This blog post is written in loving memory of bean No. 57 of the Pokémon: Advanced series.

Mighty Beanz - Series 1 (Moose, 2002)

It’s amazing how companies train kids to become gamblers at such a young age. I recently found all my old Pokémon cards again and like magic, this strange mixture of nostalgia and obsession overtook me to the point where I went straight to Target to buy more. There’s just something about the anticipation you feel when you don’t know what’s inside your purchase, not to mention the surprise (and usual regret) of opening the package. Before there were loot boxes in video games, there were trading card games like Pokémon and Yu-Gi-Oh!, as well as fast food toy lines that made children restless. Imagine my surprise when I discovered that Mighty Beanz, of all collectibles, are still circulating out in the wild.

What Are Mighty Beanz?

Mighty Beanz Television Commercial (Spin Master, 2010)

Mighty Beanz are a line of collectible jumping bean toys made by Australian company, Moose Toys, and licensed to Spin Master in North America. Releasing in 2002, the first wave of Mighty Beanz included 60 different bean designs, each with its own number designation, theme, name, and description. As the pioneer of the jumping bean craze, Series 1 included some of the zaniest, most cartoony-looking beans, ranging from such archetypes as a clown or dragon to very blatant parodies of real-life persona. What better example to give than bean No. 1 himself, Rock’N’Roll, whose favorite food is described as chocolate-coated, deep-fried cheeseburgers. I wonder who that’s supposed to be…?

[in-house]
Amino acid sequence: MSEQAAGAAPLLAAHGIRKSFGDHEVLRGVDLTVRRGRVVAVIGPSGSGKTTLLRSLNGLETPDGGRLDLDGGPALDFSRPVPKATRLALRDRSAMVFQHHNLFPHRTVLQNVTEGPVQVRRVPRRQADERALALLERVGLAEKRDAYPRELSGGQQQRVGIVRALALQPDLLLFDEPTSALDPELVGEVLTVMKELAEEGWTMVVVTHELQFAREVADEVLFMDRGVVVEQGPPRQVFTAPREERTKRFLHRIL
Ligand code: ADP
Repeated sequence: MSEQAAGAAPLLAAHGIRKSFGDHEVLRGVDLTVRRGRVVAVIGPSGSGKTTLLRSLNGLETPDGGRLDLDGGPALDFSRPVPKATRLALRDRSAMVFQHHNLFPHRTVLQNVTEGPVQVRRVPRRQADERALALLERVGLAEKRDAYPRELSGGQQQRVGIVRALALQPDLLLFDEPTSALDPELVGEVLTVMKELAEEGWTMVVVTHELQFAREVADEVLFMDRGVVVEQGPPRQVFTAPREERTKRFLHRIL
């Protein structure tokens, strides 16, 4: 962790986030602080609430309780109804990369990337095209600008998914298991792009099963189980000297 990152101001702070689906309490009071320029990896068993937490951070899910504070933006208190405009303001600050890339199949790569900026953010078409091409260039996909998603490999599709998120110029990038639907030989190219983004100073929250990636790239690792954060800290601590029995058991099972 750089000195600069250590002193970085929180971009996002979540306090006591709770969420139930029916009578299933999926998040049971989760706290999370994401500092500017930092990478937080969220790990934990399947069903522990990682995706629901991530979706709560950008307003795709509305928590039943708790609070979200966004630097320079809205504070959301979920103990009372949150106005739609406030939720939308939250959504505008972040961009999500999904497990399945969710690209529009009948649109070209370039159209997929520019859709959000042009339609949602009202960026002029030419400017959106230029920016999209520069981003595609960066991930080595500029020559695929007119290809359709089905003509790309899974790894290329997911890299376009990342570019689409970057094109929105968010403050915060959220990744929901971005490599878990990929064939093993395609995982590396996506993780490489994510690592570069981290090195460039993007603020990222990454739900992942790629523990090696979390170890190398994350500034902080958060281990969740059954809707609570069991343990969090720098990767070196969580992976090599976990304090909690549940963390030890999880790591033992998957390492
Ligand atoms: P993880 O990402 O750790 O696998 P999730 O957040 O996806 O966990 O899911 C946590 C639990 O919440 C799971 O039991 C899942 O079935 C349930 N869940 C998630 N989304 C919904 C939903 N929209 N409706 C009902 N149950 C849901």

No. 1 - Rock'N'Roll (Moose Toys, 2002)

The concept of collectible plastic beans containing small, metal ball bearings and coated with colorful paint and whimsical characters was exactly what made eight-year-old me tick. Growing up, I couldn’t wait until the next opportunity to pick up a new pack of beans from the store! Mighty Beanz typically sold in smaller packs of three or larger packs of six, which concealed the contents so that you never truly knew what you were going to get. While it’s a no-brainer that kids would prefer the larger pack over the smaller one, each six-pack also teased kids by revealing one bean in a clear, plastic window at the bottom of the box. The window also had a “TILT ME!” label, enticing kids to make the sample bean jump. Needless to say, the beans practically sold themselves.

Mighty Beanz - Series 1 (Moose Toys, 2002)

What made the idea of Mighty Beanz so ingenious was not only the fact that there were so many to collect, but that each package came with a checklist categorizing the beans by rarity. Nothing ignites a collector more than knowing that there are rarer items in existence that they don’t yet have. Take little Timmy, for instance; a kid in 2002 who wanted all the “cool ones.” You can bet that his parents might have shelled out a pretty penny just so that little Timmy could be satisfied with his collection. Unfortunately for little Timmy’s parents, the world of Mighty Beanz was about to get a whole lot bigger in 2003.

Expanding the Universe